In this paper, we posit experiential learning projects in business as a valuable alternative to internships to meet the new AACSB standards for accreditation. While internships have traditionally been used as the main method to provide hands-on learning experiences for students in business schools, their effective implementation imposes stringent demands on faculty, curriculum, and program resources. The pedagogical and administrative benefits of experiential learning projects (ELP) are analyzed using the Kolb model and the literature on learning. We illustrate the versatility of the ELP learning tool by describing two very different applications currently in use at a small private university and advance guidelines for the effective implementation and assessment of experiential learning projects in business curricula.

Article Citation:

Rita D. Kosnik, Jacob K. Tingle, and Edwin L. Blanton. 2013. Transformational Learning in Business Education: The Pivotal Role of Experiential Learning Projects. American Journal of Business Education, Vol. 6 (6), pp. 613-630.


Study of Multinational Managers' Perception of Global Brands in China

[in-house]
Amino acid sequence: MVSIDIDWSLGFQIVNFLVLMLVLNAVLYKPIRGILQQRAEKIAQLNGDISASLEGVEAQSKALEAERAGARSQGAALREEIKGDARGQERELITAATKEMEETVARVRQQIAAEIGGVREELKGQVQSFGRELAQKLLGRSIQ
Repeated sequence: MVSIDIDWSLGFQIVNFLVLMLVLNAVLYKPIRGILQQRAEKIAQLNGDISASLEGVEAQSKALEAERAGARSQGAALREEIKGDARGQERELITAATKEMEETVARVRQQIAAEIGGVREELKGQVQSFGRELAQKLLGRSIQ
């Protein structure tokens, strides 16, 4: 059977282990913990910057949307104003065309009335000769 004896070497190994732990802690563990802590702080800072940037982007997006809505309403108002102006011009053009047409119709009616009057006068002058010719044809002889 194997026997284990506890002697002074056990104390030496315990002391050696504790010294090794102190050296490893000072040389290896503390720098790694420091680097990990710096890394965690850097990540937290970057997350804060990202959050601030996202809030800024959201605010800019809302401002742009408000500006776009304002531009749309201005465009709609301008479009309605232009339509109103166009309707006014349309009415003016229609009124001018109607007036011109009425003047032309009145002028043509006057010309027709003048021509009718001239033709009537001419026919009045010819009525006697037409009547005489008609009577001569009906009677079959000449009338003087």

Prior research has examined consumer intentions to purchase fakes, branding strategies and anti-counterfeiting actions, but little attention seems to have been paid to the role of consumers' ability to discern fakes and branding strategies against counterfeiting. This article, thus, based on a study of 128 multinational managers' experience in China, examines these inter-relationships. As a result, we address how knowledgeable and experienced managers in branding, consumer consumption and anti-counterfeiting effort perceive consumers' ability to discriminate fakes from originals interacts with branding strategies, and how such relationship influences the effectiveness of anti-counterfeiting effort. Our findings suggest that consumer discrimination itself has no significant effect on anti-counterfeiting success. However, it significantly interacts with branding strategies to predict a means to mitigate brand damage. That is, consumers' ability to discriminate fakes from originals appears to undermine efforts to mitigate brand damage from counterfeiting, at least in China when branding is based on improving product features or advertising and promotion. However, if branding emphasizes after sales service, consumers' ability to discriminate was found to enhance firms' ability to limit counterfeiting damage to brands. Such interactions, however, did not help stop counterfeiting, except that branding based on reliability appears to have such a positive effect.